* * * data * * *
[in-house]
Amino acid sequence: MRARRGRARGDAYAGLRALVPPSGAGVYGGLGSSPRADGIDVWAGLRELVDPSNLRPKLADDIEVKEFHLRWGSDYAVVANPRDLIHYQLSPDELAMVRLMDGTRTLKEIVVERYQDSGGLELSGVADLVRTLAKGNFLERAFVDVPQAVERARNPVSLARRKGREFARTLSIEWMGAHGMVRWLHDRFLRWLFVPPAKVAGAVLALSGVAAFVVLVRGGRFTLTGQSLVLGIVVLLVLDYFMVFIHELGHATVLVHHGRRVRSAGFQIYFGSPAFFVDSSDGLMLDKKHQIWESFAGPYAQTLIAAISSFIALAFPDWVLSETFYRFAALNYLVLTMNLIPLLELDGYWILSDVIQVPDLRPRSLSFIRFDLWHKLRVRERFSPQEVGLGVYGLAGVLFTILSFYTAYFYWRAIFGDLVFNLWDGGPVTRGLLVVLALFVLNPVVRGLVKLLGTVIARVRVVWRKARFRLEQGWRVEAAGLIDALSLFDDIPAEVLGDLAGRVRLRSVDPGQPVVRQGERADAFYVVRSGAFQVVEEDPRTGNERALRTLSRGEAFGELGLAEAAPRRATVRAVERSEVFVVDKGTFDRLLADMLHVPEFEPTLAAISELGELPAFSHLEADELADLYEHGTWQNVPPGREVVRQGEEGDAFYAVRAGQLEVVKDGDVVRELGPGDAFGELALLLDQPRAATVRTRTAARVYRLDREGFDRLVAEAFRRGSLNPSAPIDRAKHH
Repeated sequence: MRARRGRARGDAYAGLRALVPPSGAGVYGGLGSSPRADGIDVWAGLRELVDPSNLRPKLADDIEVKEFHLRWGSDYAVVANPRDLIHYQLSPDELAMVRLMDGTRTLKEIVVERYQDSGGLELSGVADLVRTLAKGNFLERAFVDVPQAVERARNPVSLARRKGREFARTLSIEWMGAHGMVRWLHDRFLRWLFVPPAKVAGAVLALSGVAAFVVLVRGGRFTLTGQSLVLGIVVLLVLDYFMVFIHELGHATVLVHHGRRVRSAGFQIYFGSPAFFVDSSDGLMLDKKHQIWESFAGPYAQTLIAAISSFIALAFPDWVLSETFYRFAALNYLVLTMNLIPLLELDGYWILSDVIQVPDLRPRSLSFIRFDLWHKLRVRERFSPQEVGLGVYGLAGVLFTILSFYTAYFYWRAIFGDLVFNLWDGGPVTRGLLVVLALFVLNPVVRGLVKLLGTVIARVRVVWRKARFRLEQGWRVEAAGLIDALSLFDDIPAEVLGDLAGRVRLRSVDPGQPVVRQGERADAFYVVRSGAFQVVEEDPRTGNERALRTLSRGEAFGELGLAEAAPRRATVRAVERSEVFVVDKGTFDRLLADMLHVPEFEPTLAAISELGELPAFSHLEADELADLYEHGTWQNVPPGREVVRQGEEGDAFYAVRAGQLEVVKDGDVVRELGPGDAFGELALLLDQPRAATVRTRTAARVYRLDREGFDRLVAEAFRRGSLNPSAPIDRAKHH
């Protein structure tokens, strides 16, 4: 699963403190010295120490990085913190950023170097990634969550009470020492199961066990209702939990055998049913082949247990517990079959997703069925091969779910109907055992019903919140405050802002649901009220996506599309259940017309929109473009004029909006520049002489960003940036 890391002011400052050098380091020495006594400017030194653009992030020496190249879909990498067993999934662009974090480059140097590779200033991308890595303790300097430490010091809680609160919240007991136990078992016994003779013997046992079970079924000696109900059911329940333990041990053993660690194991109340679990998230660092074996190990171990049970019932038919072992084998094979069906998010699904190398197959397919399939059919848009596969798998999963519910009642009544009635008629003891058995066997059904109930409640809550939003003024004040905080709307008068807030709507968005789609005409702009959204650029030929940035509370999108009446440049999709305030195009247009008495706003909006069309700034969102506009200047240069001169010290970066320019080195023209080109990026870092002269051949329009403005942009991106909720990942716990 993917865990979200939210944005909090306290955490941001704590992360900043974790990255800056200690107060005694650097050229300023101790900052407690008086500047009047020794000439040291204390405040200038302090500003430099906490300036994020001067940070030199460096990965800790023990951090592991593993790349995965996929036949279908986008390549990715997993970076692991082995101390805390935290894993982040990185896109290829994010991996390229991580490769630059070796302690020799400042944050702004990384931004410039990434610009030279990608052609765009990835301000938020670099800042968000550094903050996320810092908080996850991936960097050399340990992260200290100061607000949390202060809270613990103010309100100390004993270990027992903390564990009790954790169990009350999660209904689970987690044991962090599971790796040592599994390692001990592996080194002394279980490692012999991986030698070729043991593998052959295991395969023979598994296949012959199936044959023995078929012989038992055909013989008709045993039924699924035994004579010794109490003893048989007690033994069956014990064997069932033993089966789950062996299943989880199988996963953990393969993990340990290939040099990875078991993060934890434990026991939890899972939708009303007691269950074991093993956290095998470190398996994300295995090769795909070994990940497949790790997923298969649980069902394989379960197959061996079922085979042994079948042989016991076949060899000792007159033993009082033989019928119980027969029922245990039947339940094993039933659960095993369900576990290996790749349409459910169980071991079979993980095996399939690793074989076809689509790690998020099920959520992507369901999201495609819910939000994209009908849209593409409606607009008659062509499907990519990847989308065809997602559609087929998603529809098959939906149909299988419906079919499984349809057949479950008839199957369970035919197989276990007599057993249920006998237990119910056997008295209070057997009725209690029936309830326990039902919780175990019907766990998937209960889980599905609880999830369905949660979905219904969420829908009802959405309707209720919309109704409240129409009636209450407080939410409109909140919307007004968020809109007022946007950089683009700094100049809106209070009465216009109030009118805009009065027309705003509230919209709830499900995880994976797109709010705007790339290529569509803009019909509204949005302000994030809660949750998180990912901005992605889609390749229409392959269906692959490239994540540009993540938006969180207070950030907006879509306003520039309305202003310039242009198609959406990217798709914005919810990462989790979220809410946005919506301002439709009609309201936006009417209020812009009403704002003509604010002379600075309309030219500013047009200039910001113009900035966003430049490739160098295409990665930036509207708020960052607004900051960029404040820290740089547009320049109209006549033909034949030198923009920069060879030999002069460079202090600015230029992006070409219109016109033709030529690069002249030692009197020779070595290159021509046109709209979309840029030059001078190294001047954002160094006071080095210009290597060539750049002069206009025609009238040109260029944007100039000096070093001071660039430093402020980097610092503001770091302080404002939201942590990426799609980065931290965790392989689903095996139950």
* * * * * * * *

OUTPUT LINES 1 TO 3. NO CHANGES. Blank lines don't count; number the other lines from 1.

[in-house]
Amino acid sequence: MRARRGRARGDAYAGLRALVPPSGAGVYGGLGSSPRADGIDVWAGLRELVDPSNLRPKLADDIEVKEFHLRWGSDYAVVANPRDLIHYQLSPDELAMVRLMDGTRTLKEIVVERYQDSGGLELSGVADLVRTLAKGNFLERAFVDVPQAVERARNPVSLARRKGREFARTLSIEWMGAHGMVRWLHDRFLRWLFVPPAKVAGAVLALSGVAAFVVLVRGGRFTLTGQSLVLGIVVLLVLDYFMVFIHELGHATVLVHHGRRVRSAGFQIYFGSPAFFVDSSDGLMLDKKHQIWESFAGPYAQTLIAAISSFIALAFPDWVLSETFYRFAALNYLVLTMNLIPLLELDGYWILSDVIQVPDLRPRSLSFIRFDLWHKLRVRERFSPQEVGLGVYGLAGVLFTILSFYTAYFYWRAIFGDLVFNLWDGGPVTRGLLVVLALFVLNPVVRGLVKLLGTVIARVRVVWRKARFRLEQGWRVEAAGLIDALSLFDDIPAEVLGDLAGRVRLRSVDPGQPVVRQGERADAFYVVRSGAFQVVEEDPRTGNERALRTLSRGEAFGELGLAEAAPRRATVRAVERSEVFVVDKGTFDRLLADMLHVPEFEPTLAAISELGELPAFSHLEADELADLYEHGTWQNVPPGREVVRQGEEGDAFYAVRAGQLEVVKDGDVVRELGPGDAFGELALLLDQPRAATVRTRTAARVYRLDREGFDRLVAEAFRRGSLNPSAPIDRAKHH
Repeated sequence: MRARRGRARGDAYAGLRALVPPSGAGVYGGLGSSPRADGIDVWAGLRELVDPSNLRPKLADDIEVKEFHLRWGSDYAVVANPRDLIHYQLSPDELAMVRLMDGTRTLKEIVVERYQDSGGLELSGVADLVRTLAKGNFLERAFVDVPQAVERARNPVSLARRKGREFARTLSIEWMGAHGMVRWLHDRFLRWLFVPPAKVAGAVLALSGVAAFVVLVRGGRFTLTGQSLVLGIVVLLVLDYFMVFIHELGHATVLVHHGRRVRSAGFQIYFGSPAFFVDSSDGLMLDKKHQIWESFAGPYAQTLIAAISSFIALAFPDWVLSETFYRFAALNYLVLTMNLIPLLELDGYWILSDVIQVPDLRPRSLSFIRFDLWHKLRVRERFSPQEVGLGVYGLAGVLFTILSFYTAYFYWRAIFGDLVFNLWDGGPVTRGLLVVLALFVLNPVVRGLVKLLGTVIARVRVVWRKARFRLEQGWRVEAAGLIDALSLFDDIPAEVLGDLAGRVRLRSVDPGQPVVRQGERADAFYVVRSGAFQVVEEDPRTGNERALRTLSRGEAFGELGLAEAAPRRATVRAVERSEVFVVDKGTFDRLLADMLHVPEFEPTLAAISELGELPAFSHLEADELADLYEHGTWQNVPPGREVVRQGEEGDAFYAVRAGQLEVVKDGDVVRELGPGDAFGELALLLDQPRAATVRTRTAARVYRLDREGFDRLVAEAFRRGSLNPSAPIDRAKHH